Relational Urban Modeling
This course will meet for the first time on Tuesday, September 1st from 9 am – 12 pm in room 505.
This course will meet regularly (in person or on skype) starting on September 9th. Eduardo Rico and Enriqueta Llabres Valls will be in residence to teach on September 1, 9, 16, 23, October 7, 21, and November 4, 18. In addition, class will be held via Skype on September 30, October 14, 28, November 11, and December 2.
Digital Tools are changing the way urban form is designed, taught, practiced and regulated. Design instruments, participatory mechanisms and urban policies are converging towards new forms of urban models that act as mediator between the designer and the different actors involved in the design process; this form of openness and multiplicity have the capacity of unveiling the political tensions behind urban design decisions. Designers more and more need to put in question the tools they use customizing their own toolkit, moving from establishing urban parameters to the construction of spatial values to capturing tacit forms of material engagement and human interaction.
Framed on this context the course will engage with how digitally responsive urban models can help to understand the interrelationship between urban form, environmental dynamics and urban policy. We call these systems Relational Urban Models (RUM’s); customized design toolkits of urban parametric models, databases, infographics and interactive platforms allowing real time interplay with urban form.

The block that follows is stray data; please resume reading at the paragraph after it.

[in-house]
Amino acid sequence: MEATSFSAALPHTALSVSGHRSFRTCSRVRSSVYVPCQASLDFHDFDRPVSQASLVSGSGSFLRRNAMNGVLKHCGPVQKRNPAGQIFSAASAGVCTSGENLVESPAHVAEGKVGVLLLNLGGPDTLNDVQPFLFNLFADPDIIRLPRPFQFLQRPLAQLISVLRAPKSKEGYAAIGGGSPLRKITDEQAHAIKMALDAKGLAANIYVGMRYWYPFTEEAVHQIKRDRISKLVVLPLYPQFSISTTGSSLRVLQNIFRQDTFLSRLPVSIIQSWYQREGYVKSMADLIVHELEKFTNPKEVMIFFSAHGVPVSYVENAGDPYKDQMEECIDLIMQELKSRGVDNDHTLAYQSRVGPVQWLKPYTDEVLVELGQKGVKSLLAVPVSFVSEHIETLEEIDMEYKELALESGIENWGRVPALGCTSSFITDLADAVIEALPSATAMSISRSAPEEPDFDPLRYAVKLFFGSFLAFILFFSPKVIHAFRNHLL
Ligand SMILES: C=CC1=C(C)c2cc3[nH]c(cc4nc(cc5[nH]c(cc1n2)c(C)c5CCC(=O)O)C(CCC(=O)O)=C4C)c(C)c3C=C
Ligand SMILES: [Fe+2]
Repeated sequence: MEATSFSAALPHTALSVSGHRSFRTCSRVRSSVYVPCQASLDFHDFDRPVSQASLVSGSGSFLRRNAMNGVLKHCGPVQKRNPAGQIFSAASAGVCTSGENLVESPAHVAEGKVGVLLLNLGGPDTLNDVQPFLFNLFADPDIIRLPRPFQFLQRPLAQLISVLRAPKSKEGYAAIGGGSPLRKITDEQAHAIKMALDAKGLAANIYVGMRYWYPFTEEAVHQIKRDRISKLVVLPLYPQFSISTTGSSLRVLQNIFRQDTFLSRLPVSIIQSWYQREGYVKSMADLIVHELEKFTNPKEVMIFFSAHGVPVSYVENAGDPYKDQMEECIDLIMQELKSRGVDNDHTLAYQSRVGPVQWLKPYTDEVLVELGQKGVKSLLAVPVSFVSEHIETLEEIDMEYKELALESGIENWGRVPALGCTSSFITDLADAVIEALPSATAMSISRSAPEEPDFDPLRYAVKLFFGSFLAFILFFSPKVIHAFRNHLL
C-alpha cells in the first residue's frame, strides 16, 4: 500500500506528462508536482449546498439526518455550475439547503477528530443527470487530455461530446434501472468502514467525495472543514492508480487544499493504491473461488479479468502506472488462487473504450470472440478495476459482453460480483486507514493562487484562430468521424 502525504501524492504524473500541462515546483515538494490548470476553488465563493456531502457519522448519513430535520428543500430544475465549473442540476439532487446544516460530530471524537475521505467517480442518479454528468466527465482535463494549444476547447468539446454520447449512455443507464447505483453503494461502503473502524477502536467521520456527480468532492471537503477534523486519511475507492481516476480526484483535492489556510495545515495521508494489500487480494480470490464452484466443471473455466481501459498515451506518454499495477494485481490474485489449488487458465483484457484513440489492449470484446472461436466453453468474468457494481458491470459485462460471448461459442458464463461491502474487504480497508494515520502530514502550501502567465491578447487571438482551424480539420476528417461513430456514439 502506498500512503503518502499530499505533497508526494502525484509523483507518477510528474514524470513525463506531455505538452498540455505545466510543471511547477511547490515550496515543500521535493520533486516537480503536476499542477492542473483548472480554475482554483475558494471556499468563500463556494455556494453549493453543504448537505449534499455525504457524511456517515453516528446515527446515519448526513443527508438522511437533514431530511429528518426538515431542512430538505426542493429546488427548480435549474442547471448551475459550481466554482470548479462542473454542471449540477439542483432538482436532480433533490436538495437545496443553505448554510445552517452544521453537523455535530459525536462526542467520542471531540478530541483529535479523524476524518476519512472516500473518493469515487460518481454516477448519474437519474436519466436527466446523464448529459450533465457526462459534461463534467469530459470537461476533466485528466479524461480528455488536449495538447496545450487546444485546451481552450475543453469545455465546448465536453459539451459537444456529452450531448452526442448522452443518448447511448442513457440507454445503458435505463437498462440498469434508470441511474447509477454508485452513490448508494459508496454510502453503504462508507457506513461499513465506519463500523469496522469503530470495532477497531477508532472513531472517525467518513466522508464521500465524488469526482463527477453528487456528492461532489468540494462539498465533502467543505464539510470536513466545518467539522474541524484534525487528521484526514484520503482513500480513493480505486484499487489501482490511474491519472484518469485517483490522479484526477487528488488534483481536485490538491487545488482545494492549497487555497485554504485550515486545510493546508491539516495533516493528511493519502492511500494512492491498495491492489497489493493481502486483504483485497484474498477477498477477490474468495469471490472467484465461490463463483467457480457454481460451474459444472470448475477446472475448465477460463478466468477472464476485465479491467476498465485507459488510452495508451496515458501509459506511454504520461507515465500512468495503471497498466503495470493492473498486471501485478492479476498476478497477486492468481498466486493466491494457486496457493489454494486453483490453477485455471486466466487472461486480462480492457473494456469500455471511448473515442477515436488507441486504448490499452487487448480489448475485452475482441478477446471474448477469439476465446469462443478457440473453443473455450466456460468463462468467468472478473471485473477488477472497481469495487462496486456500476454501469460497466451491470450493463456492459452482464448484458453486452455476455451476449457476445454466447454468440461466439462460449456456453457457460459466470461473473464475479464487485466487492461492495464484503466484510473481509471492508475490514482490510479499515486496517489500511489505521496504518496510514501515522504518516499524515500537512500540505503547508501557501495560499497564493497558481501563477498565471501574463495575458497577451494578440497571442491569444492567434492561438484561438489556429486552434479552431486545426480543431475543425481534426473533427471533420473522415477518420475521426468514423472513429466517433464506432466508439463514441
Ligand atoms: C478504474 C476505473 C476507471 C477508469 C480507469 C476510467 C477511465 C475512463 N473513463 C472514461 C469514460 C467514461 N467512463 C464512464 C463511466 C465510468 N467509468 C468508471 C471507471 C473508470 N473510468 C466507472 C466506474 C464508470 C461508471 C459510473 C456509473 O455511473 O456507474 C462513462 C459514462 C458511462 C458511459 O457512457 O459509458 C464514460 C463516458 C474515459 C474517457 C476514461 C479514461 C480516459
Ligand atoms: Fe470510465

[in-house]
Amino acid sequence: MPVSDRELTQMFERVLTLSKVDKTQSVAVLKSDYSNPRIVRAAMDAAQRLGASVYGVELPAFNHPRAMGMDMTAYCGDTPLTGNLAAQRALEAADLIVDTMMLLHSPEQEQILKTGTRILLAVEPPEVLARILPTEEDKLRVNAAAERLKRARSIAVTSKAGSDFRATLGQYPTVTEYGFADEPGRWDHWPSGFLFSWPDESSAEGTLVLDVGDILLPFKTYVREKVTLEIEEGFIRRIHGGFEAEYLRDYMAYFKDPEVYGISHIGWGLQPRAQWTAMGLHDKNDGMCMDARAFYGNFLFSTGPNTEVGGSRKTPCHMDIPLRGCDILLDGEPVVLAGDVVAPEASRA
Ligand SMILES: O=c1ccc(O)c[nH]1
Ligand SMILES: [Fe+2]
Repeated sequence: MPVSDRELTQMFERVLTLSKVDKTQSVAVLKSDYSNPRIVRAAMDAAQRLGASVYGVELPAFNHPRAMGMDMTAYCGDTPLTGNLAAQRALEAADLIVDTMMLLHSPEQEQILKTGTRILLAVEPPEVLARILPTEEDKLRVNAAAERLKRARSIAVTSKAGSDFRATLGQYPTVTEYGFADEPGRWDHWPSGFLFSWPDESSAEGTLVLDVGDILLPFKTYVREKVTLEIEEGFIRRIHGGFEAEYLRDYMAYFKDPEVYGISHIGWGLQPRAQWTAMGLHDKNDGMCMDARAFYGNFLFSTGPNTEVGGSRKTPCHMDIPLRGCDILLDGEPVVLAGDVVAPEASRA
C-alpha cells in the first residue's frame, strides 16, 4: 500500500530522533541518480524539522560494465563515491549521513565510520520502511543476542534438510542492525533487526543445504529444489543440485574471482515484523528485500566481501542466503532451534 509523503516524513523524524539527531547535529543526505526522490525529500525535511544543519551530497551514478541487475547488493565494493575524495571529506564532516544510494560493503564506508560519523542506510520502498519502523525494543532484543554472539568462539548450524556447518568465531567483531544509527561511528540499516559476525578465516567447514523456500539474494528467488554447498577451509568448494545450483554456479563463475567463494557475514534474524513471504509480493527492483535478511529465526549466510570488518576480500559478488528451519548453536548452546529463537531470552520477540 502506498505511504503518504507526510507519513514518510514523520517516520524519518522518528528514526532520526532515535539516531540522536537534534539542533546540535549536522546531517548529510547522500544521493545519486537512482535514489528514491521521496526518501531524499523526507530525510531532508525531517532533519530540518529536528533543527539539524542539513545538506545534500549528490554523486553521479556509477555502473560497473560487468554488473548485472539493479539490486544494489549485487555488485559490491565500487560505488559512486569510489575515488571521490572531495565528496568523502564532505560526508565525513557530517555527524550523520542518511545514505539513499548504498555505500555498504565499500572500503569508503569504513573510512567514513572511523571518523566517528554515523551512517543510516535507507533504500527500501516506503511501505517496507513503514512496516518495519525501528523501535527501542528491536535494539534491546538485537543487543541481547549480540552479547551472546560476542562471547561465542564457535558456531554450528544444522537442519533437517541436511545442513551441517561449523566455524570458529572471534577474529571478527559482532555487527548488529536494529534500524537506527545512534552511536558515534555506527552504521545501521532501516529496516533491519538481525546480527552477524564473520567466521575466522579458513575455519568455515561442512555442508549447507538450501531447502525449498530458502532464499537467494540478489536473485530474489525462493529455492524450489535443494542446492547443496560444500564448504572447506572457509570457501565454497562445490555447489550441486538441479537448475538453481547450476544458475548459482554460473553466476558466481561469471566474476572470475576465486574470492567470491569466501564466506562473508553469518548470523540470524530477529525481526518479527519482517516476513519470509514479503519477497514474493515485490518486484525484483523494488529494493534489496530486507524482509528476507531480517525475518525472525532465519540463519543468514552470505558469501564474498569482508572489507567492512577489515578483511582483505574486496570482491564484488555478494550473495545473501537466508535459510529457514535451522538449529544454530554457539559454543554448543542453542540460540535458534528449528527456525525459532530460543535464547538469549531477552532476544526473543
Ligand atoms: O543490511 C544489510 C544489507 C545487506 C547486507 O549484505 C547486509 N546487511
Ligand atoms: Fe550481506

Students will use basic interface templates scripted in processing which will be brought at the inset of the course. Physical and Digital Simulations of dynamic landscapes will be linked to the interface altogether with means of interpreting this data as the basis of urban morphologies. Mathematical models in Excel of ecologic, economic and policy systems are scripted and represented alongside the physical systems in order to develop ideas about forms of control and definition of urban form using Rhino, Grasshopper and Python.
The course will be structured around fortnightly seminars and weekly lab exercises. During lab sessions the students will learn how to use and customize processing templates that coordinate simulation of physical processes and mathematical systems linked to rhino environment. Seminars will address the history and theory underpinning this form of work, linking it to a wider discourse on cybernetics and governance and revising how relevant regulations in the history of urban and environmental studies can be re-instrumentalize by the use RUMs.